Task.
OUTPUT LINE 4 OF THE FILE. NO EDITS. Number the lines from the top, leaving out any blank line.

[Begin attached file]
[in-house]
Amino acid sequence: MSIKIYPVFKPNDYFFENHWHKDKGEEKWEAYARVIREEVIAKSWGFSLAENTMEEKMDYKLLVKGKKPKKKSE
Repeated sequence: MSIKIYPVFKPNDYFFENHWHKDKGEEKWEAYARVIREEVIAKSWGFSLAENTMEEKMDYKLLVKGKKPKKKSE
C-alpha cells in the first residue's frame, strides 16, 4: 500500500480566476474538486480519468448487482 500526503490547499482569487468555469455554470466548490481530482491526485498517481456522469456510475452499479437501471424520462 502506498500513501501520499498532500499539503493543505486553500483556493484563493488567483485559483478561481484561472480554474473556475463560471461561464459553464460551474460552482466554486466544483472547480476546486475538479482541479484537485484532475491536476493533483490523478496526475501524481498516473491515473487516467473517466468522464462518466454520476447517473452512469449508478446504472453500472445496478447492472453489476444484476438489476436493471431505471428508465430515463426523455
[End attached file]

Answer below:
C-alpha cells in the first residue's frame, strides 16, 4: 500500500480566476474538486480519468448487482 500526503490547499482569487468555469455554470466548490481530482491526485498517481456522469456510475452499479437501471424520462 502506498500513501501520499498532500499539503493543505486553500483556493484563493488567483485559483478561481484561472480554474473556475463560471461561464459553464460551474460552482466554486466544483472547480476546486475538479482541479484537485484532475491536476493533483490523478496526475501524481498516473491515473487516467473517466468522464462518466454520476447517473452512469449508478446504472453500472445496478447492472453489476444484476438489476436493471431505471428508465430515463426523455